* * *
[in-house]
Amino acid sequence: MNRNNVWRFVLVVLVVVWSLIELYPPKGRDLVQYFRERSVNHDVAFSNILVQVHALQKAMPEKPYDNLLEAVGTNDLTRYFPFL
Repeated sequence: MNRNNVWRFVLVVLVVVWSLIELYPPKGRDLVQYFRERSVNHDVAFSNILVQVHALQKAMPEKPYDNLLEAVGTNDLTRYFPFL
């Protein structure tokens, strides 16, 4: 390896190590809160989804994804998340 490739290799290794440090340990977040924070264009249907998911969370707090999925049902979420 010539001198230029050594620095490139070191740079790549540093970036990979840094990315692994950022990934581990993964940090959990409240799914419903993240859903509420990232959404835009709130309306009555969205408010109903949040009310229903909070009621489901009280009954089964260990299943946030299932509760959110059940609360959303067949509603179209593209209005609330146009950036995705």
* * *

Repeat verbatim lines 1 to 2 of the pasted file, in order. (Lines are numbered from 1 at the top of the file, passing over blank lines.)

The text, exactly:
[in-house]
Amino acid sequence: MNRNNVWRFVLVVLVVVWSLIELYPPKGRDLVQYFRERSVNHDVAFSNILVQVHALQKAMPEKPYDNLLEAVGTNDLTRYFPFL